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New Publication on Extreme Hourly Precipitation Time Series in the Southeastern United States | 5.27.2020

SCIPP researchers at LSU, Dr. Vincent Brown and Dr. Barry Keim, along with Dr. Alan Black at Southern Illinois University at Edwardsville, recently published “Trend Analysis of Multiple Extreme Hourly Precipitation Time Series in the Southeastern United States” in the Journal of Applied Meteorology and Climatology. The research complements a previous manuscript published by the same authors titled “Climatology and Trends in Hourly Precipitation for the Southeast United States” (Journal of Hydrometeorology in August 2019) and highlights changes in extreme hourly precipitation time series. During the study period (1960-2017), the annual magnitude of the greatest 1-, 3-, 6-, 12-, and 18- hourly periods did not show many spatially congruent or significant trends, revealing that the single biggest annual hourly precipitation events did not change in magnitude in the region across the 50 weather stations that were analyzed. However, the magnitude of annual hourly 90th percentile events did show increasing trends significant at 36% of the sites analyzed, shown in the figure below. This demonstrates that while the single biggest events in a year did not change, hourly magnitudes of lesser, yet still heavy, events are increasing at some stations in the Southeast United States. The study also highlights changes in the longest hourly precipitation events and dry spell durations in the region.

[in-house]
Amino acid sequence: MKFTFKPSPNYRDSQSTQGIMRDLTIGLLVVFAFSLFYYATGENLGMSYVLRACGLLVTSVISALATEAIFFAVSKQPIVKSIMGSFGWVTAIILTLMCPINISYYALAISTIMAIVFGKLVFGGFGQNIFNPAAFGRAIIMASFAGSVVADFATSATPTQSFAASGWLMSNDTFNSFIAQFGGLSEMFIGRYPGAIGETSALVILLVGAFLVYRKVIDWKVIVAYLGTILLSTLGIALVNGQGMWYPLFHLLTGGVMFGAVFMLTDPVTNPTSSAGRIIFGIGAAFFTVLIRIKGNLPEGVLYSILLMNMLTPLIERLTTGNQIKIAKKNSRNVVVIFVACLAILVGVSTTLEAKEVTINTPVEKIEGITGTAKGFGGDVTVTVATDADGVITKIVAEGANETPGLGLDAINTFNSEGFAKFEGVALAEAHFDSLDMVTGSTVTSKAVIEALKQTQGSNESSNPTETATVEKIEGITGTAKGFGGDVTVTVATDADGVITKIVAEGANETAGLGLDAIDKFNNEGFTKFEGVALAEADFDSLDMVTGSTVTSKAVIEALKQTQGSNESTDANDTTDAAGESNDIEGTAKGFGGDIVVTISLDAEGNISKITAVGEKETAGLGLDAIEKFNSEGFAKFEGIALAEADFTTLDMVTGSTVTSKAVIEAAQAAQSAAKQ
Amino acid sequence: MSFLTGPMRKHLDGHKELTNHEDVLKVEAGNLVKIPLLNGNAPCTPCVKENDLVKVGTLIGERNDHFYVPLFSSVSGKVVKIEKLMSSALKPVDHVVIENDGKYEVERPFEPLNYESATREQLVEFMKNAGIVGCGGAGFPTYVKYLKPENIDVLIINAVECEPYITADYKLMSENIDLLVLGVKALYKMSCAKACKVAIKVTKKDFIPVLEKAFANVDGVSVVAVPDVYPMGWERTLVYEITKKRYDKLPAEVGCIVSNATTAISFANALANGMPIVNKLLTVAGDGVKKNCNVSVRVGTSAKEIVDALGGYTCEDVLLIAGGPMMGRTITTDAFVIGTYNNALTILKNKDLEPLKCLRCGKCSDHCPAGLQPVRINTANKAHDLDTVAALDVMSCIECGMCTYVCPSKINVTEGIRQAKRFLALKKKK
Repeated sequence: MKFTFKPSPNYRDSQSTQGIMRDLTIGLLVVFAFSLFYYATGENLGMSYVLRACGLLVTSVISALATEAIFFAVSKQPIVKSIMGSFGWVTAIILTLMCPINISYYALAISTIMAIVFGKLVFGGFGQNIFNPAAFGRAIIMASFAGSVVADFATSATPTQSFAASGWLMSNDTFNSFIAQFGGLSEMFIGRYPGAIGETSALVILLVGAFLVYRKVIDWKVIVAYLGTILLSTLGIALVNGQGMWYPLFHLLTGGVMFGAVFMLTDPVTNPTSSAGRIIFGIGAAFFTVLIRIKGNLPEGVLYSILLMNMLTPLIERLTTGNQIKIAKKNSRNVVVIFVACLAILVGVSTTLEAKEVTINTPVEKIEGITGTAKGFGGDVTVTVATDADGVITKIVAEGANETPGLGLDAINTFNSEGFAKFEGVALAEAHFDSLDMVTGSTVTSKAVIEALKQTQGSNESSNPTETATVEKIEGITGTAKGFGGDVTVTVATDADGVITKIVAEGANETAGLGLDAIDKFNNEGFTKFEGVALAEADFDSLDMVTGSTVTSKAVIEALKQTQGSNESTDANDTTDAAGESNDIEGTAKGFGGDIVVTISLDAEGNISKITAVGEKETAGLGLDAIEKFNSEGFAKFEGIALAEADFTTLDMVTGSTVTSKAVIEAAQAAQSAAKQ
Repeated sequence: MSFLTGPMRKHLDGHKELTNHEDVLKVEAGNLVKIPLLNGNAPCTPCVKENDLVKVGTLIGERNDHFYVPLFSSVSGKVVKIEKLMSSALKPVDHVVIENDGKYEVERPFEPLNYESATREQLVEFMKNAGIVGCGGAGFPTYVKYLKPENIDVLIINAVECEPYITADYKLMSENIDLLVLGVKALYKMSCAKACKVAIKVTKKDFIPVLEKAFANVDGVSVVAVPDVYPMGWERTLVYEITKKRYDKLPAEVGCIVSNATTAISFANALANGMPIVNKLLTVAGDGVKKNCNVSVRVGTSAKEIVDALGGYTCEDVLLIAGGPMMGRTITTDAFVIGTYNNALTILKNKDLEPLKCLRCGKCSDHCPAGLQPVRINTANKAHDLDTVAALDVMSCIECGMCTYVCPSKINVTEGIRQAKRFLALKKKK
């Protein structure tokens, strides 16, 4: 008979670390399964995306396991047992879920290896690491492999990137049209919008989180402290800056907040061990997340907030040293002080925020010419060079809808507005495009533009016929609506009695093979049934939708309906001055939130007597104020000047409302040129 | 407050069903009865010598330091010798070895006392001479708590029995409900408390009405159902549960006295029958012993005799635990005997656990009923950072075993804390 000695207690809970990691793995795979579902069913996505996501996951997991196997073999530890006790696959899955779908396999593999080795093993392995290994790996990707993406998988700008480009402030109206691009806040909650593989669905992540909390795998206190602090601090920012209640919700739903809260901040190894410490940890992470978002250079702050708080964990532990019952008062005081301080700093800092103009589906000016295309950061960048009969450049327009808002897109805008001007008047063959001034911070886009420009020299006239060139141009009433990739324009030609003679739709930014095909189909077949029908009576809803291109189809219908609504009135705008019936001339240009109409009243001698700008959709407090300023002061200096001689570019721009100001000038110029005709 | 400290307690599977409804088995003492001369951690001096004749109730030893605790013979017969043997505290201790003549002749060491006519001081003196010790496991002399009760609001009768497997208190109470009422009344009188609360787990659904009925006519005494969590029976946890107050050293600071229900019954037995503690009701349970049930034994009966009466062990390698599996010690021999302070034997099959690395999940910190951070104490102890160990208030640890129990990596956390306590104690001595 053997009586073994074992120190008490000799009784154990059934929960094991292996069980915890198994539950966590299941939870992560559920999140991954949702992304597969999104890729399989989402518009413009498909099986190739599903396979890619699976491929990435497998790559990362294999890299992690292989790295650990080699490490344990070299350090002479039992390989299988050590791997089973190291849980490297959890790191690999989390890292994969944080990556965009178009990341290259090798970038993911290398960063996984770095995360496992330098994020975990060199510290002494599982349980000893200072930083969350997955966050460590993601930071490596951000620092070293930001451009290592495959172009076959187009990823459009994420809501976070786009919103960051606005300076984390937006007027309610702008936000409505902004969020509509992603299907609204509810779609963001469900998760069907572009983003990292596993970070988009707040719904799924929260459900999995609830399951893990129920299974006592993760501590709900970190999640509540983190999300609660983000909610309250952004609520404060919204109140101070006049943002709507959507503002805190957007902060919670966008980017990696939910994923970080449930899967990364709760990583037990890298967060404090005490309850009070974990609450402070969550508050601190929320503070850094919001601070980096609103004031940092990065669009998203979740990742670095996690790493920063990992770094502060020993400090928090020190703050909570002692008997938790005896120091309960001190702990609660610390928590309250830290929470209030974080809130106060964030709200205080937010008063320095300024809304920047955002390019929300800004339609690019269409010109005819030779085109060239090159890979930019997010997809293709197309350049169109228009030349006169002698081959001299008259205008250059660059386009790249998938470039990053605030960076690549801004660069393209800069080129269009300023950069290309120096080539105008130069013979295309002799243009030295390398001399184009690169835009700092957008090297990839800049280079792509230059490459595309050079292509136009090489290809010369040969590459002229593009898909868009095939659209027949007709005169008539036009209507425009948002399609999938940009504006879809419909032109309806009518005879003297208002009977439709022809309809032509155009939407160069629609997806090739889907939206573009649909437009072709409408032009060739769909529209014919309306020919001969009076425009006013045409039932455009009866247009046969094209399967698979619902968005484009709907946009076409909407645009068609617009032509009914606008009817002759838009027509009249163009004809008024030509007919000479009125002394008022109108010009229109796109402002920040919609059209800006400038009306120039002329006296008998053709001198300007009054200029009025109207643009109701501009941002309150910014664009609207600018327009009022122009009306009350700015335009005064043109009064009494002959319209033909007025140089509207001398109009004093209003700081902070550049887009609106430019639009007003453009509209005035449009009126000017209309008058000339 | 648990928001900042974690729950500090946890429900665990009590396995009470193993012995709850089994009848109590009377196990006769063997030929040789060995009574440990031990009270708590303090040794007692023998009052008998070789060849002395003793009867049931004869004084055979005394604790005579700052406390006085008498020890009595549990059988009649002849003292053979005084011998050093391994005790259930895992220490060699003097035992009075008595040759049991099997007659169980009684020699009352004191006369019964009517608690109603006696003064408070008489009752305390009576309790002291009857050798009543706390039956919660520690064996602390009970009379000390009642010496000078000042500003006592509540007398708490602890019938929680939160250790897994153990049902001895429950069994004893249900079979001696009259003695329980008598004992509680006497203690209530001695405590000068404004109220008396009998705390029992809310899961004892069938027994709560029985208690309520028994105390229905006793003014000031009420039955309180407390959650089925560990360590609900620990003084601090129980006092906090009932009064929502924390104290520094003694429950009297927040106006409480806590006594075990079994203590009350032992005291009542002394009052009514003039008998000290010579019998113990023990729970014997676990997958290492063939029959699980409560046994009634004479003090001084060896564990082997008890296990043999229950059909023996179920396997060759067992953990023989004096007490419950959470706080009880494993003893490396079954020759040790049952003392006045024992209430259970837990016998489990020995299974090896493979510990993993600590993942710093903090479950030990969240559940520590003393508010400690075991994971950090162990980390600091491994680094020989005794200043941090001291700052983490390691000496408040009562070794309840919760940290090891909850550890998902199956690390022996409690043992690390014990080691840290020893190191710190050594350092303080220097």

Trends (1960–2017) in annual (a) 90th percentile value, (b) average dry spell duration, and (c) maximum wet period. Darker-green arrows represent increasing trends that are significant at the p ≤ 0.05 level; smaller lighter-green arrows represent increasing trends that are significant at the 0.05 ≤ p ≤ 0.10 level. Large darker-red arrows represent decreasing trends that are significant at the p ≤ 0.05 level; smaller red arrows represent decreasing trends at the 0.05 ≤ p ≤ 0.10 level. Black dots represent insignificant stations. Source: Brown et al. (2020).
Trends (1960–2017) in annual (A) 90th percentile value, (B) average dry spell duration, and (C) maximum wet period. Darker-green arrows represent increasing trends that are significant at the p ≤ 0.05 level; smaller lighter-green arrows represent increasing trends that are significant at the 0.05 ≤ p ≤ 0.10 level. Large darker-red arrows represent decreasing trends that are significant at the p ≤ 0.05 level; smaller red arrows represent decreasing trends at the 0.05 ≤ p ≤ 0.10 level. Black dots represent insignificant stations. Source: Brown et al. (2020).